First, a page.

Iran-Set Teen Drama ‘Summer With Hope’ Wins Crystal Globe at Karlovy Vary Film Festival

Iran-set coming-of-age story “Summer With Hope” won the top prize at the 56th Karlovy Vary Intl. Film Festival, winning over the Crystal Globe jury with its story of youthful competitive swimmer Omid as he struggles to train for a risky ocean competition.

The film, directed and written by Iranian-Canadian Sadaf Foroughi, is her sophomore feature, following up on 2017 teen drama “Ava.” The Karlovy Vary prize comes with $25,000.

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The closing night gala, which filled the Grand Hall of the storied Hotel Thermal in the western Czech spa town, saw several honorees commenting on the critical issue of artistic freedom and urging solidarity with the people of Ukraine. Benicio Del Toro, honored with the fest president’s prize, praised Karlovy Vary for hosting the Odesa film fest’s work-in-progress event this year, saying, the support would help “ensure another culture won’t be a casualty of war.” He also thanked film audiences, describing them as “people like you, who breathe life into these movies with every viewing.”

Geoffrey Rush, at the ceremony to be honored with a lifetime achievement award, recalled his past film shoots in the Czech Republic for “Les Miserables” and the “Genius” National Geographic series in which he played Albert Einstein, adding he felt his greatest honor was being invited “into this prismatic, inspirational world of Bohemia.”

He also cited Czech director Milos Forman, the playwright Karel Capek and Vaclav Havel – along with the theater work of actor Bolek Polivka – as artistic founts from which he has drawn lessons since his early career days.

The fest honored Polivka with a lifetime achievement award.

The brisk yet redolent Spanish study of friends “You Have to Come and See It,” directed by Jonás Trueba, won the special jury prize and $15,000 for its ironic, philosophical portrayal of a country outing by Madrid city folk.

Czech filmmaker Beata Parkanová won the director prize for “The Word,” a Czech/Slovak/Polish co-production and her original story of a small-town notary – Martin Finger, who also took the actor prize – and his wife, Gabriela Mikulková, who stand up to political pressure under the repressive pre-1989 regime, at great personal cost.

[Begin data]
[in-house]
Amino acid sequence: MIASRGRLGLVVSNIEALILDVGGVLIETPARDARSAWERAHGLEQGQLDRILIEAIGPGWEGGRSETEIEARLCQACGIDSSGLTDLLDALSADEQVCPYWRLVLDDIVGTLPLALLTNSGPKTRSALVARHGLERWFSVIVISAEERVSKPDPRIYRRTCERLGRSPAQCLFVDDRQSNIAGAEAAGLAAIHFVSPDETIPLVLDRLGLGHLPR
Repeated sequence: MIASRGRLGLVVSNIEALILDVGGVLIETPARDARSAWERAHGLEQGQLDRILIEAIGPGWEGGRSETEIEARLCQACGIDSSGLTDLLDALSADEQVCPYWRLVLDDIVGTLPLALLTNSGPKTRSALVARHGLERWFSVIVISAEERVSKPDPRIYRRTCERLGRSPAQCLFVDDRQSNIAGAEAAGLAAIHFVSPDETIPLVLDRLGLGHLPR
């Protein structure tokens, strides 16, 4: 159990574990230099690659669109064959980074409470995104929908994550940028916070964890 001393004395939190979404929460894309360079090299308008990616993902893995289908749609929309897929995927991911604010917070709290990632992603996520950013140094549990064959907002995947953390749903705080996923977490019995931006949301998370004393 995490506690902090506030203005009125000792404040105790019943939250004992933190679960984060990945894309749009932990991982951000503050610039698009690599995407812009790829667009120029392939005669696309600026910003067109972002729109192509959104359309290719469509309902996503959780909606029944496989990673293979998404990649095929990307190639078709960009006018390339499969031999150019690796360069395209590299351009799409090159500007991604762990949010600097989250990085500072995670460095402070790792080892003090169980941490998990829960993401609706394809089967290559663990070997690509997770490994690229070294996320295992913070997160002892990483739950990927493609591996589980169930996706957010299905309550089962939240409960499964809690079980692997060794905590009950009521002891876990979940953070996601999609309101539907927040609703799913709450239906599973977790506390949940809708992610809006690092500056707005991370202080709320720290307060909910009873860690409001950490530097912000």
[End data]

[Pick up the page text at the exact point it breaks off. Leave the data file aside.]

Georgians Taki Mumladze and Mariam Khundadze shared best actress honors for their roles as restless young women coping with claustrophobia and sexual frustration in Ioseb “Soso” Bliadze’s German/Georgian convention-breaking drama “A Room of My Own.

The nine-day festival, arguably Central Europe’s most spectacular, wrapped Saturday night, capping a week of 170 films screened in mostly packed halls, with a total 10,000-plus visitors.

The Právo audience award went to Czech rockumentary “PSH Neverending Story,” Štěpán FOK Vodrážka’s free-wheeling account of three Prague rapper heroes, Orion, Vladimir 518 and Mike Trafik, who as Peneři strýčka Homeboye (Uncle Homeboy’s Hoboes), made waves for decades in local clubs, parties and tabloid headlines.

The Karlovy Vary fest’s new Proxima competition – which has evolved from the former East of the West section, opening it up to global indie filmmakers doing remarkable work – honored the Czech doc “Art Talent Show,” directed by Adéla Komrzý and Tomáš Bojar, the chronicle of art school competitive spirit, with its top prize and $15,000. The filmmakers pledged to send the funds to support urgent war victim needs in Ukraine.

The film also won a FIPRESCI prize, as did Official Selection film “Borders of Love,” an offbeat Czech/Polish look at open relationships directed by Tomasz Wiński.

“La Pietà,” a Spanish/Argentinian look at home life in hell directed by Eduardo Casanova, took the Proxima special jury prize and $10,000 while Croatian/Serbian 80s-set family story “The Uncle,” directed by David Kapac and Andrija Mardešić, had a special jury mention.

The Ecumenical Jury Award went to observational doc “A Provincial Hospital,” a Bulgarian/German production directed by Ilian Metev, Ivan Chertov and Zlatina Teneva, while the Europa Cinemas Label Award honored Polish holiday polemic “Fucking Bornholm,” directed by Anna Kazejak.

56th Karlovy Vary International Film Festival winners
Best film
“Summer With Hope”
Directed by Sadaf Foroughi
Canada, Iran

Special jury prize
“You Have to Come and See It”
Directed by Jonás Trueba

Beata Parkanová
“The Word”
Czech Republic, Slovak Republic, Poland

Taki Mumladze and Mariam Khundadze
“A Room of My Own”
Georgia, Germany

Martin Finger
“The Word”
Czech Republic, Slovak Republic, Poland

Právo audience award
“PSH Neverending Story”
Director: Štěpán FOK Vodrážka
Czech Republic

Proxima Grand Prix
“Art Talent Show”
Directed by Adéla Komrzý, Tomáš Bojar
Czech Republic

Proxima special jury prize
“La Pietà”
Directed by Eduardo Casanova
Spain, Argentina

Proxima special jury mention
“The Uncle”
Directed by David Kapac, Andrija Mardešić
Croatia, Serbia

Ecumenical jury award
“A Provincial Hospital”
Directed by Ilian Metev, Ivan Chertov, Zlatina Teneva
Bulgaria, Germany

Europa Cinemas Label award
“Fucking Bornholm”
Directed by Anna Kazejak

Crystal Globe competition
“Borders of Love”
Directed by Tomasz Wiński
Czech Republic, Poland

Proxima competition
“Art Talent Show”
Directed by Adéla Komrzý, Tomáš Bojar
Czech Republic

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